Chemical Inspectors Again Visit Syria’s Douma, Collect More Samples

New samples were collected at a separate site in town

Inspectors from the Organization for the Prohibition of Chemical Weapons (OPCW) made a second visit to the Syrian town of Douma on Wednesday, collecting addition samples from a previously uninvited site. The OPCW first entered Douma last Friday, collecting samples at sites of an alleged April 7 chemical attack.

Officials still have not said when the results of the samples will be available. It took an entire week for the OPCW to get to Douma the first time, as the UN Department of Safety and Security (UNDSS) blocked them, citing security concerns.

Despite the OPCW being kept out all week, Western journalists from several outlets managed to visit without issue. CBS and AFP reporters managed to get to Douma readily, while CNN bizarrely got a reporter into the sites to inspect, and sniff, evidence.

The US, Britain, and France all seem to anticipate the OPCW probe not going their way. Each made claims over the course of the last week that Syrians and Russians were “tampering” with the site. They also claimed the Russians were responsible for the delays to the OPCW.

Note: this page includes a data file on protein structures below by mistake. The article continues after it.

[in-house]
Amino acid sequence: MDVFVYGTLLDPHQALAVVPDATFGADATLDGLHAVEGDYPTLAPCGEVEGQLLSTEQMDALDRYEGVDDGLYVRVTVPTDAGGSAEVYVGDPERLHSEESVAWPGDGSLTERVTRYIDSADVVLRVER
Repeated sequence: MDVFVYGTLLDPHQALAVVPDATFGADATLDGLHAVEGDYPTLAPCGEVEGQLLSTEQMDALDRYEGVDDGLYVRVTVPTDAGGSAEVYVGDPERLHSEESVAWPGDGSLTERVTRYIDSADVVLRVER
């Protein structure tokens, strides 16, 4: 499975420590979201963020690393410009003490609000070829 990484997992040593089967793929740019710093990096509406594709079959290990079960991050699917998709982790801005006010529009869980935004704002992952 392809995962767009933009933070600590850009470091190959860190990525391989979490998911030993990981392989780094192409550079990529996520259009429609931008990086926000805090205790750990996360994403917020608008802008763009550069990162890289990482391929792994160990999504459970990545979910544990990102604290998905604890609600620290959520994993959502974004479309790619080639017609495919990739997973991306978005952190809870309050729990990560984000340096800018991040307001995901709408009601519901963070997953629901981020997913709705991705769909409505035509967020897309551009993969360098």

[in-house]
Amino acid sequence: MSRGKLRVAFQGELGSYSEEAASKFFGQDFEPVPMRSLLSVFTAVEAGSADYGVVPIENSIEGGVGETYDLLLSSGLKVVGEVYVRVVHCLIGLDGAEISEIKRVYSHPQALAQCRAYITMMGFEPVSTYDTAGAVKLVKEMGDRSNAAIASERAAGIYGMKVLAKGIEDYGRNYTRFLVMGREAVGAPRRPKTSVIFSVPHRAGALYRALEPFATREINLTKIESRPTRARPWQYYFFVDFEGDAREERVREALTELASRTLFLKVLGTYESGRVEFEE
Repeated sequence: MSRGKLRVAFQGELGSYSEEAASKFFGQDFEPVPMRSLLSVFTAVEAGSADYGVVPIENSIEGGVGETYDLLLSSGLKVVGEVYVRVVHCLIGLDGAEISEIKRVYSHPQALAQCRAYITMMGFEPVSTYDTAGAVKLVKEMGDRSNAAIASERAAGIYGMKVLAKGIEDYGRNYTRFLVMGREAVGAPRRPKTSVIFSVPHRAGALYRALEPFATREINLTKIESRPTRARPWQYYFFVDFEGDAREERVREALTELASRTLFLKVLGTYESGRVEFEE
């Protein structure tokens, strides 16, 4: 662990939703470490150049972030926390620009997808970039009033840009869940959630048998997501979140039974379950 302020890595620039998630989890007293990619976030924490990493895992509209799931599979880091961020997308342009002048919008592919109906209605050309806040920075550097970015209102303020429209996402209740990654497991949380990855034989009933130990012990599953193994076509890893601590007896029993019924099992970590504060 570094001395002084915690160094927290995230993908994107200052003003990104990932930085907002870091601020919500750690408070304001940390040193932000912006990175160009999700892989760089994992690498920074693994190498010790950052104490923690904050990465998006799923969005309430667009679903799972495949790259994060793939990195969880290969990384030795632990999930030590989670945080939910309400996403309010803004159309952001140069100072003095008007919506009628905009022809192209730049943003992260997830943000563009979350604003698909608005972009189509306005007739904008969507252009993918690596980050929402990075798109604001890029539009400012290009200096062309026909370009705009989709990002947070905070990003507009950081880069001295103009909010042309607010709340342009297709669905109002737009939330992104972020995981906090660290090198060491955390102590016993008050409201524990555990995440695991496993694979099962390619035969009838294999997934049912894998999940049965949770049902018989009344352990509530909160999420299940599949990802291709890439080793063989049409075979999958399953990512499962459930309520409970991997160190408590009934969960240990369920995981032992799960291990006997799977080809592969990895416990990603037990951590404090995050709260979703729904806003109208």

That was never true. The OPCW confirmed that the only obstacle to visiting Douma over the past week was the UNDSS. Experts are also dismissing the tampering claims, saying there is no reason to think that evidence even could be removed if a chemical attack at any of the sites happened.

And there are plenty of reasons to doubt it didn’t. A number of reporters visiting Douma found locals dismissing the claims. It is entirely possible the death toll was the result of conventional airstrikes, and no chemicals were used.

In the meantime, spurious claims about what happened continue to circulate, including media claims the OPCW is looking for “nerve agents,” even though no official has ever even alleged that any such thing was used.

Since the US, France, and Britain already attacked Syria on April 13 over the Douma allegations, they are probably not looking forward to the results. Anything that challenges their allegations is likely to be dismissed as in some way flawed, or indicative of a coverup, despite experts saying such a coverup would be physically impossible.

Author: Jason Ditz

Jason Ditz is news editor of Antiwar.com.